Fake Views

Picture a summer idyll in tropical waters. Now here’s something that fires the imagination, azure, transparent… I feel a song coming on.

Maybe it’s the colors, so impossibly turquoise as the water shimmers in the sunlight. Or the way you can see into the deep, stare into the soul of the ocean.

This is the stuff of dreams. Where exactly are we going?

Aaah, Siberia.

Wait a minute! Where?

WHERE?

Er… Siberia, comrades. Welcome to Novosibirsk.

I’m not sure why Millennials are obsessed with unicorns, but I’m sure they’re on fleek. The struggle to get instagrammed at Lake Whatsitsname, preferably avec unicorn, is most definitely real.

The plastic unicorn may not bask for long, given the toxicity of this earthly paradise…

In case you’re not familiar with Novosibirsk, here’s a quick primer. The first port of call is Wikipedia, which ‘informs’ us:

Travellers coming from countries with mild climates may find Novosibirsk’s winter tough, but it may not be extraordinary for those from northern countries. At times, bitter cold may hold for some days, but temperatures of −40 °C (−40 °F) and lower do not occur every year.

Apart from the bizarre Celsius to Fahrenheit conversion, which I suspect is fake news, the city’s mean January temperature is 2.3 °F (-16.7 °C)—tropical it ain’t.

Far more emblematic than tropical lakes were the Gulags that dotted Siberia—the area around Novosibirsk sported its fair share.

Novosibirsk, in SW Siberia, was the administrative home of three Gulags: Kamenlag, Novosibirsklag, and Siblag.

But we’re on a trip to the Saldives, right? So let’s not have a bad trip, man. We’ve done our research, so here we go. Get your DTP and Hep A shots, and you’re all set.

Now is a great time to travel. But should you prefer winter, my favorite travel site tells all.

Climate Siberian Maldives january

On average, it is maximum -11° in january in Siberian Maldives and at least around -22° degrees. In january there are 1 day of rainfall with a total of 14 mm. The it will be dry 13 days this month in Siberian Maldives and on average, it snows 17 days in january.

Suitable month for: winter sports

I love the ‘at least’, and I’m not entirely sure what ‘the it’ actually is, but given the snowfall predictions, I suspect you may struggle to kitesurf.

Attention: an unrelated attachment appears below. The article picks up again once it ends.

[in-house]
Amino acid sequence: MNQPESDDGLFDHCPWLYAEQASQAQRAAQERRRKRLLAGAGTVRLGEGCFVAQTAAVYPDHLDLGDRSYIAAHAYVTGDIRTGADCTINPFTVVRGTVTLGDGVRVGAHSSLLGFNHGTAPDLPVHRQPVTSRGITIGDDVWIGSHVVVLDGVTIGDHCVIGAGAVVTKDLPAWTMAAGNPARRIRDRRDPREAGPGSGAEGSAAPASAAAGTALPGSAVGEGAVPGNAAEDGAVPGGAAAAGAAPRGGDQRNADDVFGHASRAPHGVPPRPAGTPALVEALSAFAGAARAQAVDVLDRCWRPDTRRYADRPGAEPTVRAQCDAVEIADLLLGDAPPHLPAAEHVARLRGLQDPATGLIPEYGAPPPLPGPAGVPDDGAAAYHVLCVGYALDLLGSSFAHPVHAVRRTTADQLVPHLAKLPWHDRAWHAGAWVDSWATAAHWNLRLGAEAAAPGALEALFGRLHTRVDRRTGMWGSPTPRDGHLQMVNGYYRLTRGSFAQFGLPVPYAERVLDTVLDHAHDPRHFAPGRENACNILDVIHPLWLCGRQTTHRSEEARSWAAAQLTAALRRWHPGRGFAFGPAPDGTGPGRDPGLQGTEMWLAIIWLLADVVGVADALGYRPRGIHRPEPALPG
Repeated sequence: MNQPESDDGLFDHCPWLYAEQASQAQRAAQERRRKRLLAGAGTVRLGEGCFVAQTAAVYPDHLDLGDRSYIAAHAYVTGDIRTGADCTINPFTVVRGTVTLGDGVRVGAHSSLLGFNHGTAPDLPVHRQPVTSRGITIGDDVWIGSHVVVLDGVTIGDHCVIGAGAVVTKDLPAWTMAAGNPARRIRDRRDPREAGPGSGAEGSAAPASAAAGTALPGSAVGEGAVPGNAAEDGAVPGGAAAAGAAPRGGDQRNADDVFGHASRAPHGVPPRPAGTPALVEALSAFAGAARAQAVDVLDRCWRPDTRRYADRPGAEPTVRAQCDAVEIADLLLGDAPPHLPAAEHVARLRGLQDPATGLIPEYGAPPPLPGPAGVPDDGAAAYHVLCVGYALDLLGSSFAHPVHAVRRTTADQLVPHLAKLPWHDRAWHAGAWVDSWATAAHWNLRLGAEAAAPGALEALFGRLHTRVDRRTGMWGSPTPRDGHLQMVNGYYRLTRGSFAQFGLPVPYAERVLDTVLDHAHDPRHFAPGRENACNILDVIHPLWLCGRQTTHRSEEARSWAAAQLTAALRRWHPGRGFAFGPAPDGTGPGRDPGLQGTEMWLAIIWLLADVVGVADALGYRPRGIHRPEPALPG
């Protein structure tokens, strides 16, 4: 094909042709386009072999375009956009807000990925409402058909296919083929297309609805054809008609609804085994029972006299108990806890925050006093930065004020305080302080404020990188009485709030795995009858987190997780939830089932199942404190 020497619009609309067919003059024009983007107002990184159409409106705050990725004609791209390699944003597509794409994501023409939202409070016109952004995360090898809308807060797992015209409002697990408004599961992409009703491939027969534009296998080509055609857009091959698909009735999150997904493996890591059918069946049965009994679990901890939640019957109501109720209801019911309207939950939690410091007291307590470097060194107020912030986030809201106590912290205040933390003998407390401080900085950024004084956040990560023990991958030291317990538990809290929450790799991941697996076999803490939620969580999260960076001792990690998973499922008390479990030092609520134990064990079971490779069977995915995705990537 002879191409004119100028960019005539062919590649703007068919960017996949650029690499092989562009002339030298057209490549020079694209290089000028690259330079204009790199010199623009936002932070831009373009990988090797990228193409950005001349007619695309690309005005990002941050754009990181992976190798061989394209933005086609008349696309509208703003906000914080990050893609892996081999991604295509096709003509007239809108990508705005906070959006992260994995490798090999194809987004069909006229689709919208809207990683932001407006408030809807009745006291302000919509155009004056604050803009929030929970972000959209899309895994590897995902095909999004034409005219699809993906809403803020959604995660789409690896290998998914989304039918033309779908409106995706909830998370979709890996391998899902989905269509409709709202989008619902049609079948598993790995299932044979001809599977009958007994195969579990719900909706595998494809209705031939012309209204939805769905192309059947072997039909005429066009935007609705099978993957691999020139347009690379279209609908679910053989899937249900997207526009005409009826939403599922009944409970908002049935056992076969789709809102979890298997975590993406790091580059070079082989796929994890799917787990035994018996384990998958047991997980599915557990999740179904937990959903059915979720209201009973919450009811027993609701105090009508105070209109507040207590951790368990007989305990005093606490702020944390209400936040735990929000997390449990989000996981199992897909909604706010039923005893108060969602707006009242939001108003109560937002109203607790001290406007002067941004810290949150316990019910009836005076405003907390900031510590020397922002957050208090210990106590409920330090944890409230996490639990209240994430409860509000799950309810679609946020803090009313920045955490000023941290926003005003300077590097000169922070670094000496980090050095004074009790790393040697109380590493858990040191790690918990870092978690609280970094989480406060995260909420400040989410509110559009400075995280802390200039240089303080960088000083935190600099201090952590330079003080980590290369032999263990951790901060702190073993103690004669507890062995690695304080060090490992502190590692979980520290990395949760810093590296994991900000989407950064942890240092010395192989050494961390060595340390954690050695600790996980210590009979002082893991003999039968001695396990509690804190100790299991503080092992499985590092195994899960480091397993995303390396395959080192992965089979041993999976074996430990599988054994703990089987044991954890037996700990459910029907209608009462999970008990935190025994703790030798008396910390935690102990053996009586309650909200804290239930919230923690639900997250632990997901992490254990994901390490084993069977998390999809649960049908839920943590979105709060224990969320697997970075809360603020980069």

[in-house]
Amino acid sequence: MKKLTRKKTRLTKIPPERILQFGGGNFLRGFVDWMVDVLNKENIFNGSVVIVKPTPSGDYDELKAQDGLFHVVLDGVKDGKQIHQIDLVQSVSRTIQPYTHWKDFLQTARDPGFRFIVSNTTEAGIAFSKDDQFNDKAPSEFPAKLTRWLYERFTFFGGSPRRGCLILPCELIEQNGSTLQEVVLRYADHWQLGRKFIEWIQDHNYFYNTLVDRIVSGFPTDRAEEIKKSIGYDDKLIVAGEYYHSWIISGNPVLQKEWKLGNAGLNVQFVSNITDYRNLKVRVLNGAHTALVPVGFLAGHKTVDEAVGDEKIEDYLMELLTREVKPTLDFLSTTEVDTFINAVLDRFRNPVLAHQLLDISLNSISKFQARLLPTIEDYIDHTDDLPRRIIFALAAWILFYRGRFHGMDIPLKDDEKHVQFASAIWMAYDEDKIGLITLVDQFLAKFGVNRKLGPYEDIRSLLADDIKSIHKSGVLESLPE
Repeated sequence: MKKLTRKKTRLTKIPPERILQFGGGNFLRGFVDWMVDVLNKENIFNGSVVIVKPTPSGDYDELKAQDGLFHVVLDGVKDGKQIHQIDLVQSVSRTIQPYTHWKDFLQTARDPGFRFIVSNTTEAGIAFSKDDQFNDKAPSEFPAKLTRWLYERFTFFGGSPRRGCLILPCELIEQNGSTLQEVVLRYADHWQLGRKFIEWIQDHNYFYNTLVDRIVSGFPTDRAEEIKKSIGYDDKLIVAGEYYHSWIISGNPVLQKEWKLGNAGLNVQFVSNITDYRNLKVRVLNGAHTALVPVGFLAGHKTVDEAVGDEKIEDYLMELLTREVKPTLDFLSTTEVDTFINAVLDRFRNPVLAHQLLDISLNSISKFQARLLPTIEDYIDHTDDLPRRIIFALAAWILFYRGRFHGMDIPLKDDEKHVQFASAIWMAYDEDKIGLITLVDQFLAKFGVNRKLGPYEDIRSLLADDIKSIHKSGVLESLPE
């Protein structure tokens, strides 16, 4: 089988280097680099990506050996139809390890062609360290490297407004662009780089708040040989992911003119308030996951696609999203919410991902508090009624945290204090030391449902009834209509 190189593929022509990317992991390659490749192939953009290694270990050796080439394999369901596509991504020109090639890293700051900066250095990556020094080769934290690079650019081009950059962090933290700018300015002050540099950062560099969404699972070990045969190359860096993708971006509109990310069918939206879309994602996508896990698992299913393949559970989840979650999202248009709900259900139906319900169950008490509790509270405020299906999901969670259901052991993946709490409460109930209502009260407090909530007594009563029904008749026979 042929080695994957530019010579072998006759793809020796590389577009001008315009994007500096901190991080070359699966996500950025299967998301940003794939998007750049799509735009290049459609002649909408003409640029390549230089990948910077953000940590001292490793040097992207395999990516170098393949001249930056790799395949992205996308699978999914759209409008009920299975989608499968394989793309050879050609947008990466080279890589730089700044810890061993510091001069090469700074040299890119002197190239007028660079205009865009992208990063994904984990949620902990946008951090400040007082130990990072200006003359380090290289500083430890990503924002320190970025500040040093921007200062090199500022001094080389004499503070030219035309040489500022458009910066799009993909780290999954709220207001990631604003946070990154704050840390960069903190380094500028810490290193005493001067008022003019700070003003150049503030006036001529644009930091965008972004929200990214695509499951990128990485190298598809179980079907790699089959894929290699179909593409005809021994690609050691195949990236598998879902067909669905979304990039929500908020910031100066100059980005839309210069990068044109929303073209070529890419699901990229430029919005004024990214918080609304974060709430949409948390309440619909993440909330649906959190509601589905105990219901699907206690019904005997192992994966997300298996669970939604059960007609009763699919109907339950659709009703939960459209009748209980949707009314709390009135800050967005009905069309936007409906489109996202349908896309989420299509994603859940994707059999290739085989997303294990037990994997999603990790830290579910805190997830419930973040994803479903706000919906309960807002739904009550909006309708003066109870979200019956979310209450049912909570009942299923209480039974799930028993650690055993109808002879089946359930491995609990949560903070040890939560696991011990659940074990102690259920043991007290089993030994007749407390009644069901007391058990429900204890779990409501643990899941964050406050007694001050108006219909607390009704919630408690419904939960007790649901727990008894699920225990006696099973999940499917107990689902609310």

When we arrive, we’ll be treated, if you excuse the pun, to a Saldivian landscape of azurity—please note this is from the Wibaux travel blog, rather than any legitimate source.

In the Maldives, as in other areas of tropical ocean, a warm water layer overlies the cooler (but still extremely pleasant) deeper layer. Energy supplied by the sun creates permanent thermal stratification, so the two water masses never mix.

For the aquatic ecosystem, this means that the nutrients required for plankton to grow are unavailable—solar energy by itself will not suffice, so the upper layers of the Indian Ocean, the Caribbean Sea, or the Australian Great Barrier Reef are not productive—devoid of suspended particles, the water is completely transparent, and enough light reaches the bottom to allow corals to thrive. The lower-energy red wavelengths are quickly absorbed by the ocean, leaving the greens and blues to penetrate and scatter, and turning the water that beautiful turquoise color.

Saldivian Azurity (the term has grown on me), however, is derived from chemical reactions. The man-made lake is a dump for coal ash and coal waste from a large power station, which supplies most of the energy to the city’s 1.6 million inhabitants.

The pollutants in the Saldivian lake include heavy metals such as mercury, lead, chromium, and arsenic—just a short list of the nastier ones.

The multiple internet reports of this new Millennial paradise have two things in common: first, all the ‘articles’ are simply plagiarized from the original—stolen without acknowledgement; second, nowhere (except here) is there any attempt to go beyond the original—my source was the Guardian’s Moscow correspondent, Andrew Roth.

How bad is the metal pollution? An average home uses 3.3 MWh every year—if this particular power station supplies seventy-five percent of the households in Novosibirsk, we’re at 300,000 homes, so the coal plant would be rated at about 200 MWh.

I’m assuming this coal-fired extravaganza is not the zenith of environmental stewardship, in which case we can consider a load of 0.6 g of mercury per kWh, and 44.9 g of lead per kWh—A little math gives us an annual load of one hundred twenty kilograms of mercury discharged into the Saldives. For lead, those numbers jump to 9000 kilograms—nine metric tons!

Your dream destination. If you plan to frolic with plastic unicorns, do make sure you select durable plastics, of the kind found all over the ocean, otherwise they may not survive the dip.

I won’t roll this out to the other metals, but these two are enough—they both cause severe disorders of the nervous system—Alice In Wonderland’s Mad Hatter was poisoned by mercurous nitrate used in the felt.

Instagrammers of the world, beware!

The India Road, Atmos Fear, Clear Eyes, and Folk Tales For Future Dreamers. QR links for smartphones and tablets.

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